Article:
Some intuitions

How can a culture of freedom resist discriminatory ideologies, rigid religious beliefs, the pervasive commercialization of everything, self-centeredness, alienation, and loneliness?

At the House of the Beloved, we tackle these challenges by designing and embodying alternative ways of being together and being present. We are a contemporary, experimental, monastic community that supports people of all ages in discovering and embodying their own way of being human. We gather on the basis of shared practice rather than shared belief. All journeyers, regardless of their philosophies of life, traditions, religions, gender, or sexual orientation are welcome.

Through workshops, residencies, podcasts, mentorship, a school, and a research center, we provide a diverse framework for personal development.

Our approach is to embrace diversity as the cornerstone for community building and self-development.

Our mission is to be different together.

These seven intuitions structure our togetherness:

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Calling to Authentic Presence

In the face of death, what is worth living for?  Regardless of your impact, after a while nobody will remember you (How often did you think about Alexander the Great today?). Your loved ones will all pass, and any tangible impact you made will fade out (Do you know the name of the grandmother of your grandmother?). When you accept that everything changes and nothing lasts, what is still worth doing? Authentic presence goes beyond a life’s mission or a self-chosen purpose. It is a way of being available, without project, following an intimate intuition, not expecting, not seeking. Accepting and welcoming things as they are, inside you and in the world. Without assumption or judgement listen to what is there. Without fear or preference allow it to break through from within. So that through your body and mind, a life may be revealed. (Alan Watts, Gautama Buddha, Eric Baret, Jean Klein, Gilles Deleuze, Henri Bergson).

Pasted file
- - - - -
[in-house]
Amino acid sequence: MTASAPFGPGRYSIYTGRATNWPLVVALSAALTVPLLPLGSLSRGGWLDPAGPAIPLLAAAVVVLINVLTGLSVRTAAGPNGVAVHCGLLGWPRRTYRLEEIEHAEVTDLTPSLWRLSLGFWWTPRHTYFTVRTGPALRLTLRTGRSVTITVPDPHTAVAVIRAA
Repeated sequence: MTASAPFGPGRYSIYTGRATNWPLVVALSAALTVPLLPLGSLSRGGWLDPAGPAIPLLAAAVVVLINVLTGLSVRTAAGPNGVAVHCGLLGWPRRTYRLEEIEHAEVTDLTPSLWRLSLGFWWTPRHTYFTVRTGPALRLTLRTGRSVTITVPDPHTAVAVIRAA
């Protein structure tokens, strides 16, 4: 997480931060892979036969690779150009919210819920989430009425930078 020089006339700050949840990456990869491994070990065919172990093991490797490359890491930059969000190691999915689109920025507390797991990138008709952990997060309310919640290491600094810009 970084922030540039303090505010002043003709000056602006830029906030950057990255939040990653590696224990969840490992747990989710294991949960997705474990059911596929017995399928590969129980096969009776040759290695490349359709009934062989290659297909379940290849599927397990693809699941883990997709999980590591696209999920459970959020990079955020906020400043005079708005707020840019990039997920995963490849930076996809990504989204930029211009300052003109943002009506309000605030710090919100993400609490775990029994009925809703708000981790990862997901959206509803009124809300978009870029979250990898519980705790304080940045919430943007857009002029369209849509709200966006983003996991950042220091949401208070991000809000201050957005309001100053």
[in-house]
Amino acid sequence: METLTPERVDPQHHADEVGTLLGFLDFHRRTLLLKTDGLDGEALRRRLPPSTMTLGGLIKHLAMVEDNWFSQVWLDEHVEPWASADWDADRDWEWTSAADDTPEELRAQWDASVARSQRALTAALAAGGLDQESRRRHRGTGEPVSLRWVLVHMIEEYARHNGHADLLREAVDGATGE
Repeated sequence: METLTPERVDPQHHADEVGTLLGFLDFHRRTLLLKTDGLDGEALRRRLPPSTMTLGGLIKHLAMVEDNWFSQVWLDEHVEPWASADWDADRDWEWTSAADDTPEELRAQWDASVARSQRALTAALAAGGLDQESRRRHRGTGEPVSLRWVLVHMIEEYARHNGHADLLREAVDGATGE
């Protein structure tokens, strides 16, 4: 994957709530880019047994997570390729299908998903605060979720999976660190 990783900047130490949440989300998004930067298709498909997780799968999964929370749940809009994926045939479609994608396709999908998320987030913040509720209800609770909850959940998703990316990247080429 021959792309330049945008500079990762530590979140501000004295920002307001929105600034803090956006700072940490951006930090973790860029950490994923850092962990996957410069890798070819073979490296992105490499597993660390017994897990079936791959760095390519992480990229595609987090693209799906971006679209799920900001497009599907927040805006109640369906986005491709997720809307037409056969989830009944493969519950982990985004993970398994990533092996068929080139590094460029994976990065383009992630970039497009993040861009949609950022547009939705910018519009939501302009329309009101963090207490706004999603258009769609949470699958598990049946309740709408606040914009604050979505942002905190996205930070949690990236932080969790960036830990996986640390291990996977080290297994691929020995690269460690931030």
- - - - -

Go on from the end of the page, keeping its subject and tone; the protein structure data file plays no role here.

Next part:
Also listen to our podcast “Authentic presence: a way of being different together”.

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Love

Love is the will to extend yourself for the purpose of allowing yourself and others to express your/their own way of being human (definition inspired by Scott Peck). To accept and welcome everything. Not to shape someone around your own needs, but like a rock yields to the chisel, make yourself porous and absorbent to their touch, being so intimately vulnerable that it will cut away your dead flesh. In a constant flux of change, trust that what is cut, is not you. It was dead already, and only ballast. (Iris Murdoch, Judith Butler, Alain Badiou, Rainer Maria Rilke, Khalil Gibran, Scott Peck)

To know more, also listen to our podcast “A case against love”.

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Death

To die means to let go of all qualifications, of all stories about yourself and the world. It makes fears and preferences become groundless, because without stories, nobody is there. It opens the gate for a deeper calling: that a life may be revealed through your body and mind. A skillful death brings life. You learn to live life dangerously: fearless and in complete surrender to love. And when you are finally summoned, pregnant with aliveness, you can fall backwards into Death’s warm embrace, fully satisfied and without regrets. (Jean Klein, Gilles Deleuze, Osho, Marie De Hennezel)

Also listen to our to our podcast “A case against safety”.

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Immersion & Play